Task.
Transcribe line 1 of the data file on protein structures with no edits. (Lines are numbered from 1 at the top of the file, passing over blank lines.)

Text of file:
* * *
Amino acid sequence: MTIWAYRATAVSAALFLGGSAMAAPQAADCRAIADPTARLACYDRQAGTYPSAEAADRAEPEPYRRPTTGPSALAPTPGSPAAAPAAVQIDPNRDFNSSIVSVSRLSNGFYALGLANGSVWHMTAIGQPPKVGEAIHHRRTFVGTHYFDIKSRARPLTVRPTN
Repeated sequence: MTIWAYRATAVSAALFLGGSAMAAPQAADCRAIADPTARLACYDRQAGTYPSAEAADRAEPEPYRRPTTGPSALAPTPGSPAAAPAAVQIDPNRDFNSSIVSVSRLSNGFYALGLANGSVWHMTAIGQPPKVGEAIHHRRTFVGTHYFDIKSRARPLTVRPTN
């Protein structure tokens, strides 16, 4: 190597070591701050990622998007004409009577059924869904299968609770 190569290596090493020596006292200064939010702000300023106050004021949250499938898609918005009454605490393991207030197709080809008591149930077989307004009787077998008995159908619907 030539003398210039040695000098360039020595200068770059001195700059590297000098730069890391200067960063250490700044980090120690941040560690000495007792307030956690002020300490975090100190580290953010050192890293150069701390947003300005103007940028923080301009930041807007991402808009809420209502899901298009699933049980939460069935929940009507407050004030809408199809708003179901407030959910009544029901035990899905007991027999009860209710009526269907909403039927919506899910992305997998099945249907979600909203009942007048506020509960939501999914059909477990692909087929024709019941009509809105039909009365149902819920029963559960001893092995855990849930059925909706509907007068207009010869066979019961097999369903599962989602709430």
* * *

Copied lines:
Amino acid sequence: MTIWAYRATAVSAALFLGGSAMAAPQAADCRAIADPTARLACYDRQAGTYPSAEAADRAEPEPYRRPTTGPSALAPTPGSPAAAPAAVQIDPNRDFNSSIVSVSRLSNGFYALGLANGSVWHMTAIGQPPKVGEAIHHRRTFVGTHYFDIKSRARPLTVRPTN